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Tuesday, May 24, 2011

Oracle and networking latency with small packets

Recently I have run into some performance issues, and trying to track down the cause has been a challenge.  It wanted to share a valuable lesson that I learned.

It started like any other performance issues.  The phone rings, and the database is slow.  Why do they think the database is slow ? Because the app isn't very busy, and the processing isn't moving along at the expected pace.  This is a new app, and they are in beta.  The process goes along as it always does.  Check the database for any bottlenecks, or any performance issues.  The database all looks good.  The queries are all executing in milliseconds. on the new hardware.  The application looks good.  The process is executing in Milliseconds, and then calling out to the database for the next query.  Everything looks good, database is fast, application is fast.  The issue goes to the networking group, and the network group concludes that we have a nice 1ge going between the 2 servers.  The network isn't breaking a sweat.  The issue continues.

So what was the issue ?  It was the number of hops, and the distance of the hops between the application and the database server.  It turns out that this is a chatty app, and it sends a lot of small packets back and forth between the database server, and the app server. 
To make matters worse, the application was just uplifted to new hardware for both the database, and the application.  This uplift caused the applications to be less of a bottleneck, pushing the bottleneck to the network.

The issue turned out to be network latency.  Not a lot of latency, (just a couple of milliseconds), but enough to be noticable for a very chatty application.  It becomes more, and more noticable as servers become faster.  Now that queries run in < 0.00ms, the network is popping up as more of a bottleneck.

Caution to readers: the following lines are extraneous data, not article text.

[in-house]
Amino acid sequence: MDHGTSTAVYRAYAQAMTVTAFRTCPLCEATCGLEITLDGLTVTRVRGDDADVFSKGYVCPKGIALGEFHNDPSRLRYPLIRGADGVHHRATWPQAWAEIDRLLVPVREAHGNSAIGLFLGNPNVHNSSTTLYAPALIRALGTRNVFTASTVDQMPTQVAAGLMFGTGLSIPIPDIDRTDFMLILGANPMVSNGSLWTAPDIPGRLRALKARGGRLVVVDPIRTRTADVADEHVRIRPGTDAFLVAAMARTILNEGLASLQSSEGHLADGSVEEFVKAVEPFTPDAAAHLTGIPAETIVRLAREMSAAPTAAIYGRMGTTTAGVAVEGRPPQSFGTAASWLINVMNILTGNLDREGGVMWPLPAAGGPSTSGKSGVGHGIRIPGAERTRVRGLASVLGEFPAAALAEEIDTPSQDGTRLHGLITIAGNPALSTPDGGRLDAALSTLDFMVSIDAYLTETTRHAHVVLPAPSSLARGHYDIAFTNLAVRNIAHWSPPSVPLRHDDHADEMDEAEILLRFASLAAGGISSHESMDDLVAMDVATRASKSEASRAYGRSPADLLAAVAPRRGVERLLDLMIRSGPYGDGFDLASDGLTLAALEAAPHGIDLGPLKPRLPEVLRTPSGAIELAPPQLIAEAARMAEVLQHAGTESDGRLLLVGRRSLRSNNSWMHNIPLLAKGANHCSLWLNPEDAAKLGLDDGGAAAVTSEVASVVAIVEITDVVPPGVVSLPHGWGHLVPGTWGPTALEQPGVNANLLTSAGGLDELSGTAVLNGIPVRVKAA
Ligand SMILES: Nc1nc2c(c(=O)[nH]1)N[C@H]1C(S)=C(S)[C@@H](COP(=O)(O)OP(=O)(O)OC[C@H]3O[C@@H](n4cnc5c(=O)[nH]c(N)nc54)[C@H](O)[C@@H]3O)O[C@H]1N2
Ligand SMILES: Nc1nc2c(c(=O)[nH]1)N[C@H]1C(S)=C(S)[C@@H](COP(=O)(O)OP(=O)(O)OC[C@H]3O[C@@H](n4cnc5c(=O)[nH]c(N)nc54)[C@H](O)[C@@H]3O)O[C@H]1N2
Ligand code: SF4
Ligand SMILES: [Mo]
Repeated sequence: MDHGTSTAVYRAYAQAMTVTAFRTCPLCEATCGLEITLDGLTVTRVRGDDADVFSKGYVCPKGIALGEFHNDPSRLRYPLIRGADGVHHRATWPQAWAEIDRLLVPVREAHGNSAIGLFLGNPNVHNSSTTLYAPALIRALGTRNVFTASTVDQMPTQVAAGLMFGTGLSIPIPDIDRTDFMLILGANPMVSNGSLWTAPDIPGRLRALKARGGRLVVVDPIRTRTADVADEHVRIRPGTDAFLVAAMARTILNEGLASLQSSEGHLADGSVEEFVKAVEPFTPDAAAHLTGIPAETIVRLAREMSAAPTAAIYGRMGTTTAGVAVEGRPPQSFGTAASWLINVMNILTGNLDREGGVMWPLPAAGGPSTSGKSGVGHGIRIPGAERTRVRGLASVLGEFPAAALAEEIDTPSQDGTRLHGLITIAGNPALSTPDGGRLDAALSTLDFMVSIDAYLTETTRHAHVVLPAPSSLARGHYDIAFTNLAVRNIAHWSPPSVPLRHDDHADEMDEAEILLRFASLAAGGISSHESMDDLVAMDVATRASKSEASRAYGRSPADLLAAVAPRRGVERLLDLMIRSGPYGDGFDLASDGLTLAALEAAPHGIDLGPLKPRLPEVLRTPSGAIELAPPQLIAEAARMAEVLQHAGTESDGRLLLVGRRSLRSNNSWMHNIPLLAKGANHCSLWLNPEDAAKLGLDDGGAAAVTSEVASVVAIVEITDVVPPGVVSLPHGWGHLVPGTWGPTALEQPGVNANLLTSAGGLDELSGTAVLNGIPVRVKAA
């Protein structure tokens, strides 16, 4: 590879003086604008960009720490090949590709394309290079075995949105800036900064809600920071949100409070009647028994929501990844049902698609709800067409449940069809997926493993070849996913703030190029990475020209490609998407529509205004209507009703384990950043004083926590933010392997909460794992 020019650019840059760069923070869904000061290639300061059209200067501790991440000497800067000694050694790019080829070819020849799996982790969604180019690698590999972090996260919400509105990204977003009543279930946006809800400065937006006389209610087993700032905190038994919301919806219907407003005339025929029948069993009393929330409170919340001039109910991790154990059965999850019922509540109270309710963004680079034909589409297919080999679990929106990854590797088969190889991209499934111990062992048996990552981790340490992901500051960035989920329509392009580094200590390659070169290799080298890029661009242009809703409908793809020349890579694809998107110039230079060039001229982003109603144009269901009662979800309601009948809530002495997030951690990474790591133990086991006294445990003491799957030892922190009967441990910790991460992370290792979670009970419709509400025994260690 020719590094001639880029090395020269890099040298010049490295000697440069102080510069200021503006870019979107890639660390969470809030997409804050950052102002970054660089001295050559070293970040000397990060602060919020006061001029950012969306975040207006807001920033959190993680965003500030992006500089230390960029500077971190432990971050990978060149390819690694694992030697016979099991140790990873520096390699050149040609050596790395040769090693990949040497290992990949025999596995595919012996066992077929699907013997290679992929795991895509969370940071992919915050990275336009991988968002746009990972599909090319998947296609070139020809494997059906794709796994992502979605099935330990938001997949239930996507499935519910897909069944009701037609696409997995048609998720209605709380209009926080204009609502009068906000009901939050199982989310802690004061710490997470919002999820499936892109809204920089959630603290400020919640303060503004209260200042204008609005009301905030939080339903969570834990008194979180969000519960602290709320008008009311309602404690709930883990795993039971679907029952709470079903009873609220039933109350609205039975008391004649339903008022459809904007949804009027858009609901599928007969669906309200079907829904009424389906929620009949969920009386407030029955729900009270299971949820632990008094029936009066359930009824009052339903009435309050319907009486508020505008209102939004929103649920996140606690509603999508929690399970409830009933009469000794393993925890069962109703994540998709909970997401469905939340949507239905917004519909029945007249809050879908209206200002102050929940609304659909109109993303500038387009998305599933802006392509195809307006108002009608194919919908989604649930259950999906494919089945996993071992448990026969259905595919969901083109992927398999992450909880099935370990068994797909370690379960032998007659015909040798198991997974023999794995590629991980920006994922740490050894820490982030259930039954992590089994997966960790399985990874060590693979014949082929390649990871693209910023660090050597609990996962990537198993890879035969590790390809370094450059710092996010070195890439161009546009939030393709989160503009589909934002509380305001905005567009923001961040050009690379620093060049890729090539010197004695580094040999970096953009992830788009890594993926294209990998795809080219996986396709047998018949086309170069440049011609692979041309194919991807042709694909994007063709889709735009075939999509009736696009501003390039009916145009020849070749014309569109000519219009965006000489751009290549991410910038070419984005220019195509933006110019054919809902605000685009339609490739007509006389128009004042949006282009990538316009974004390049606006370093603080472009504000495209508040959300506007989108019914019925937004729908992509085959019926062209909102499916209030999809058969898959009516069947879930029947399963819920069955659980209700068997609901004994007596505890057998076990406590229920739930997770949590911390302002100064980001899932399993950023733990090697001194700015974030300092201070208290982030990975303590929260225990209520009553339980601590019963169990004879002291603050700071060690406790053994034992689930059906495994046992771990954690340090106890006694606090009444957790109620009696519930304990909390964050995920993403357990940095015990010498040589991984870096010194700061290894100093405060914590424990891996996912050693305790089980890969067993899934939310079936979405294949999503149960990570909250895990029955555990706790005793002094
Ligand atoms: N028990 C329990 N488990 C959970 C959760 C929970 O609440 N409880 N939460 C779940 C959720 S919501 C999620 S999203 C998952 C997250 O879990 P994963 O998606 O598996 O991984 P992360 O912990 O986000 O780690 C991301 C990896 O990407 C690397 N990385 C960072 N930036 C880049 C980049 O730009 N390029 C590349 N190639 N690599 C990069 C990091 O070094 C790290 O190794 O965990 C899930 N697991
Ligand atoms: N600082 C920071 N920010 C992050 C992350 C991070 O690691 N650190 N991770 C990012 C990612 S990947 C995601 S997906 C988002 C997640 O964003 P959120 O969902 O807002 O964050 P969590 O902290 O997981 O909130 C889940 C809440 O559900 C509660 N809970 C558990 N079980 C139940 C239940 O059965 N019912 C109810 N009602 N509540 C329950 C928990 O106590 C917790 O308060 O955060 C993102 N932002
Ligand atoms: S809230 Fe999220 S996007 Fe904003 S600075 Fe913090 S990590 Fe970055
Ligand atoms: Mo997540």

The lesson I want to pass on, is that I would highly suggest you measure the network latency, and know how much of a impact it has.. Especially if you going across datacenters, or across many networks in the same datacenters.

My test was a simple one..

1) Create a script full of "select 'x' from dual;

2) put a !date call at the beging and end of the script

3) Run this on a client on your network and compare the difference between the begin and the end time.

4) Run this for multiple scenarios.. I even ran it as IPC, to find out what the network overhead is.

Knowing the expected latency as you go across your datacenter(s) is useful to find out where that missing time is going. So often, it is blamed on the dba (database), and doing this kind of check will let you know what isn't the database.

1 comment:

  1. I encountered a similar situation, but the effect was being played out on even a high performance low latency network. For very chatty applications there is not much you can do at the network level. You just have to refactor.

    The experience led me to look into this in more detail. You can see my results here: